Joshua Tree


Followers of this blog may recall that our last climbing trip was determined by a coin flip; heads for Holcomb. The alternative, Joshua Tree, would wait a few weeks, which leads me to tonight’s write-up.


Psyched @ Hidden Valley

This trip was designed to be on the mellower side, since we brought the girls along and Joey is still recovering from his shoulder injury. I had ideas of attempting Bird of Fire, but the thought of climbing a route near my limit, with Jasmine watching, wasn’t very appealing. Joey, on the other hand, decided to man up and he kicked off the day with an onsight of one of the most infamous routes in all of Southern California; Double Cross. It’s rated 5.7+, which really means 5.8 in the modern era, and has gained some notoriety as the scene of a few grisly accidents.  Some say it is the most traveled route in Josh, and others scoff at the difficulty and call it a warmup. It isn’t terribly difficult, but it is a legit and committing climb that requires solid technique and skill. I led the route a couple of years ago and it was my proudest send to date. It’s also the scene of an ongoing bolt war, since some people believe it’s a candidate for a “safety bolt” down low, while others abhor such contrivances and will promptly chop any new bolts as soon as they appear.

Racking up for Double Cross

Racking up for Double Cross, do you see an ATC on this harness?

I doubt this jargon makes any sense to non-climbers. In any case, Double Cross is a classic hand crack and a route that demands bona fide crack skills. Lacking such skills, it’s probably a 5.11+ face climb, and I think that is what gets some people into trouble. Joey has been running laps on the cracks at Mesa Rim for a few months, slowly building confidence jamming thin to wide hands, and he was ready to knock this one off the list. I was eager to belay, because I had such a great time on the route, and I was excited to see him tick it off. It might be a moderate grade, but it feels like a tough, committing climb.  The start, like so many Josh lines, is a little nervy. You’re at least 20 feet off the ground, albeit easy climbing, before you’re able to get your first piece of gear in. The business begins immediately after that, and it’s into the slot you go.  Joey plugged a couple of pieces and headed confidently into the crack. With Elysia looking on and Jasmine behind the camera, he made steady upward progress. I thought I saw him slip at one point, and afterwards he confirmed that he almost came off, which would have resulted in a huge fall. But thankfully, his jams were solid and he arrived at the anchor safely. Unfortunately, Joey was so dialed into sending the route that he forgot a rather important piece of gear. He left his ATC on the ground, which is the device that you use to belay your partner up, and to rappel back to the ground.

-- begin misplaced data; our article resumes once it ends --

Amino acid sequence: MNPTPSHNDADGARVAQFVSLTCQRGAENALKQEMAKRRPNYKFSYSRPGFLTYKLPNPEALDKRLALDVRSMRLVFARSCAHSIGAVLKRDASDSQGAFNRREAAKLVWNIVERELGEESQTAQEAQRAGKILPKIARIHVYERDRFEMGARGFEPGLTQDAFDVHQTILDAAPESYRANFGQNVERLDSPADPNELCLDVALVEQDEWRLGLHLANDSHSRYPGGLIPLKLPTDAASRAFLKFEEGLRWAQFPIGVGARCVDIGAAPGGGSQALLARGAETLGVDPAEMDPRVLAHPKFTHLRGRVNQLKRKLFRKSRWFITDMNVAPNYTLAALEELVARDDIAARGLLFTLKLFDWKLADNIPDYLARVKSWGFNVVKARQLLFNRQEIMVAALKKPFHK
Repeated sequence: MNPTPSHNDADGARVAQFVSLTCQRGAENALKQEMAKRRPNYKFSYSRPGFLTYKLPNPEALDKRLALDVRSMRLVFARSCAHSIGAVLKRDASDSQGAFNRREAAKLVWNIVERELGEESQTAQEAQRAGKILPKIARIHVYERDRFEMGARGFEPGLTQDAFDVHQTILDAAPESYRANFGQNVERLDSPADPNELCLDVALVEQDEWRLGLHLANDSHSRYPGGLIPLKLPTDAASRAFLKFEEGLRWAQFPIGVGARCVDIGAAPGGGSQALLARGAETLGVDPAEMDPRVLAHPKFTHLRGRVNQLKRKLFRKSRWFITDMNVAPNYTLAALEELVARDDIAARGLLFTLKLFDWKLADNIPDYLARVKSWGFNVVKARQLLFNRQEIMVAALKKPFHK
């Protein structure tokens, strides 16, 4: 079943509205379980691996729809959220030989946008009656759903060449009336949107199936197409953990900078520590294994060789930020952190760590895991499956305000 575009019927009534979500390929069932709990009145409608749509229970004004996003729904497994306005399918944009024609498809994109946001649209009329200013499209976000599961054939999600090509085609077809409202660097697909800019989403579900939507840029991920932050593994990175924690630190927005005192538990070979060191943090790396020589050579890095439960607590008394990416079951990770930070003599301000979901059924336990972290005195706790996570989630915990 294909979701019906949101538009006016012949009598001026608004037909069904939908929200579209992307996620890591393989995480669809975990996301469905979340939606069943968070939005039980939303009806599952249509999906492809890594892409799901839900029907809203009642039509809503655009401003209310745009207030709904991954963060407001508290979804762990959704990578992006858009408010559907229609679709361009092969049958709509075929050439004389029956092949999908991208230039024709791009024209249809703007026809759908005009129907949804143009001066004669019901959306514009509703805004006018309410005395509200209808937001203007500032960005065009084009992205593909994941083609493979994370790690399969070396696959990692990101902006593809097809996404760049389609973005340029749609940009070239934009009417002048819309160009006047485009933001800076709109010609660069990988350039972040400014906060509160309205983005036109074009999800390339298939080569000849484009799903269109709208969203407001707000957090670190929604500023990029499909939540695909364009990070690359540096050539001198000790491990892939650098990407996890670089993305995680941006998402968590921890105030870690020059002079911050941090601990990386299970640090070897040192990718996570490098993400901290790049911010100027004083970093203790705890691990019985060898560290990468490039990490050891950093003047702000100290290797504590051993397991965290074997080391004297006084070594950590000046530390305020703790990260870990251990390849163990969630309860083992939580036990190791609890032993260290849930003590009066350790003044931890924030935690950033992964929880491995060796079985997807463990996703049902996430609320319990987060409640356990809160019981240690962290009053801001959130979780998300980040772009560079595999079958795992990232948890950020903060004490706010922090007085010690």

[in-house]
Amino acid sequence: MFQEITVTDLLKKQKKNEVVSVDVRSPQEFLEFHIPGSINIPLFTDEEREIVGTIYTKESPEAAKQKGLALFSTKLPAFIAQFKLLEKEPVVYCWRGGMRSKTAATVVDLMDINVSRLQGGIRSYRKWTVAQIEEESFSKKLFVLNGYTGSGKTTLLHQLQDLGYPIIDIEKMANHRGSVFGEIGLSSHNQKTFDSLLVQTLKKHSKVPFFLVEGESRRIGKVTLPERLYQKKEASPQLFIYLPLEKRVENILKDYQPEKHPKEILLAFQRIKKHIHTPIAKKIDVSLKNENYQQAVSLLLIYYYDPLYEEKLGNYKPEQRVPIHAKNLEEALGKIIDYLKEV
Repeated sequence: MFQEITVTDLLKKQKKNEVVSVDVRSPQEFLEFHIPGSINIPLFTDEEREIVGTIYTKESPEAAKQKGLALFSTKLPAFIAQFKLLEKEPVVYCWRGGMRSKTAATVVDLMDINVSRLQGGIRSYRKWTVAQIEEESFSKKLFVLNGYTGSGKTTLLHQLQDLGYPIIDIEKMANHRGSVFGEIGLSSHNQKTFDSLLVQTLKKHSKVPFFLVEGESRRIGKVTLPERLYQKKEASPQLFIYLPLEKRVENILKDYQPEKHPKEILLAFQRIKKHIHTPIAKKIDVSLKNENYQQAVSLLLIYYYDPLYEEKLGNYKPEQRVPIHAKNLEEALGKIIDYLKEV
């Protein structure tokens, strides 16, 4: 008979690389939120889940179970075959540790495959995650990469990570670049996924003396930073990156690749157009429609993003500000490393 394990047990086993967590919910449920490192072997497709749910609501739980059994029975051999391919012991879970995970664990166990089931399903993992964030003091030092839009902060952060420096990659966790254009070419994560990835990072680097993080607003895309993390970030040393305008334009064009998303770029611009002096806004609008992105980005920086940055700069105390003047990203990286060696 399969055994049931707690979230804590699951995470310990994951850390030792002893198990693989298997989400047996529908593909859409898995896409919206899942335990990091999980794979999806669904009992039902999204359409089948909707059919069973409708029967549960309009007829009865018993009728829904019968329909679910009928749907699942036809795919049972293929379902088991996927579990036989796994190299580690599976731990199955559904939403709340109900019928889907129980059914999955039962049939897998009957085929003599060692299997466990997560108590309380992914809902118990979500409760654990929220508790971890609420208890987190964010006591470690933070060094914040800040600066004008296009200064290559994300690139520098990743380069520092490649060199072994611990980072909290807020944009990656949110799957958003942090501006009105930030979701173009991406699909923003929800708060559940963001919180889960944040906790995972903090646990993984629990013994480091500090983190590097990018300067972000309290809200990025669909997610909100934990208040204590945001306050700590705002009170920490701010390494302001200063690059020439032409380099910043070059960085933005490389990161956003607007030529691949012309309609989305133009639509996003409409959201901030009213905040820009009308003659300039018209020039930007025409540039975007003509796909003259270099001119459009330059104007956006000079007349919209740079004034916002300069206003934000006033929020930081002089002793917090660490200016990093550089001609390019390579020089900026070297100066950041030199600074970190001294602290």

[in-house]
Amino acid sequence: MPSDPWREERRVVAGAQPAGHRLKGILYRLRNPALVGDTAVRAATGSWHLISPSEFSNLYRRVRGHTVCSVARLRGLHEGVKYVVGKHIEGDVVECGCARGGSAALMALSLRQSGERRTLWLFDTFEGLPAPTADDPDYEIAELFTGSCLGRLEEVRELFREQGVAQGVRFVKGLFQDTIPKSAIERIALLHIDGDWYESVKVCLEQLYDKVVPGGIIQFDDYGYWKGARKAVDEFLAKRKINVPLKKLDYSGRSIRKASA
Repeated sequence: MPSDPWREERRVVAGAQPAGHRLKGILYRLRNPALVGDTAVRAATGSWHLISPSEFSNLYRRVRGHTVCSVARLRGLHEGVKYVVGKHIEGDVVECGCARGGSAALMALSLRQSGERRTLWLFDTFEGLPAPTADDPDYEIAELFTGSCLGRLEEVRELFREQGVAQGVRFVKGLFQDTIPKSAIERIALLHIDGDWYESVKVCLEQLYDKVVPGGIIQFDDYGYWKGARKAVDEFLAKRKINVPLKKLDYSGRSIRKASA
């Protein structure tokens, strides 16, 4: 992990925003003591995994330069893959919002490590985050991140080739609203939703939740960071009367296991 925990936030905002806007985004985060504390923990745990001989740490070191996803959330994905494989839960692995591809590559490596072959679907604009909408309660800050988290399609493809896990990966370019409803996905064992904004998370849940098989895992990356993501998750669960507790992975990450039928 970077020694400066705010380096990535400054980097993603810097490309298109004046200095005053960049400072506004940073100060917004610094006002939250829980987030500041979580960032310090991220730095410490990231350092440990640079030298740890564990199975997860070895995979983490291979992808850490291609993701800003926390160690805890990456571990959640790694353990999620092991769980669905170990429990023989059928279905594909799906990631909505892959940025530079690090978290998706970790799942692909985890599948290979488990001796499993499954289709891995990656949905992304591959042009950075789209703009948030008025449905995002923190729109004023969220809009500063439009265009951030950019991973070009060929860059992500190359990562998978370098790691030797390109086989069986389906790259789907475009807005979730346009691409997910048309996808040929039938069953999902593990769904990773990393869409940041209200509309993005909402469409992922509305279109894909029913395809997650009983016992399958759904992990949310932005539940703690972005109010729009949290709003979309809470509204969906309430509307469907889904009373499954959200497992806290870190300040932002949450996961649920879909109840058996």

into the crack

Into the crack


Elysia paying close attention to Joey

So Joey reaches the anchor and yells down, “Uh, I forgot my ATC.”  There was a distinct twinge of humiliation in his voice, and rightfully so.  We’re in the middle of Hidden Valley (think Main Street at Disneyland) and there are lots of other climbers around.  I winced, thinking to myself, “Oh, we look like total noobs.”  Jasmine shot me a concerned look that said, “Are you going to be ok?”  Or it might have been, “When are we going to eat lunch?”